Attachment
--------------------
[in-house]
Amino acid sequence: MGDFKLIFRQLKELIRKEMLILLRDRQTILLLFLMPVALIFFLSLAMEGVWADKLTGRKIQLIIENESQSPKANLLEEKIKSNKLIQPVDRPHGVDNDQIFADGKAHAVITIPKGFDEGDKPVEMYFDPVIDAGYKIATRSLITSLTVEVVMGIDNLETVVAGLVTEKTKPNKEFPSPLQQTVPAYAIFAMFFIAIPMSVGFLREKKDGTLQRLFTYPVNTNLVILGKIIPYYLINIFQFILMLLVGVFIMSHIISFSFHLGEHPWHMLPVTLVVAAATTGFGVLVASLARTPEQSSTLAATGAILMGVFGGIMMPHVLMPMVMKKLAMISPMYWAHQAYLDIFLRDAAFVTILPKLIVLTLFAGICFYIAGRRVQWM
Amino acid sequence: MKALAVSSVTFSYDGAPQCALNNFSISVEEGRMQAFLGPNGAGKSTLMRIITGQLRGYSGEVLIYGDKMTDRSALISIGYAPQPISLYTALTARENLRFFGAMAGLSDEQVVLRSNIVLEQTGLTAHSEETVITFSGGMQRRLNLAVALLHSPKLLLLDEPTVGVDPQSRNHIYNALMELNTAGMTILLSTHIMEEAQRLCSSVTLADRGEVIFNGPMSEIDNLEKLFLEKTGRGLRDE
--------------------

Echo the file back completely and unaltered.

[in-house]
Amino acid sequence: MGDFKLIFRQLKELIRKEMLILLRDRQTILLLFLMPVALIFFLSLAMEGVWADKLTGRKIQLIIENESQSPKANLLEEKIKSNKLIQPVDRPHGVDNDQIFADGKAHAVITIPKGFDEGDKPVEMYFDPVIDAGYKIATRSLITSLTVEVVMGIDNLETVVAGLVTEKTKPNKEFPSPLQQTVPAYAIFAMFFIAIPMSVGFLREKKDGTLQRLFTYPVNTNLVILGKIIPYYLINIFQFILMLLVGVFIMSHIISFSFHLGEHPWHMLPVTLVVAAATTGFGVLVASLARTPEQSSTLAATGAILMGVFGGIMMPHVLMPMVMKKLAMISPMYWAHQAYLDIFLRDAAFVTILPKLIVLTLFAGICFYIAGRRVQWM
Amino acid sequence: MKALAVSSVTFSYDGAPQCALNNFSISVEEGRMQAFLGPNGAGKSTLMRIITGQLRGYSGEVLIYGDKMTDRSALISIGYAPQPISLYTALTARENLRFFGAMAGLSDEQVVLRSNIVLEQTGLTAHSEETVITFSGGMQRRLNLAVALLHSPKLLLLDEPTVGVDPQSRNHIYNALMELNTAGMTILLSTHIMEEAQRLCSSVTLADRGEVIFNGPMSEIDNLEKLFLEKTGRGLRDE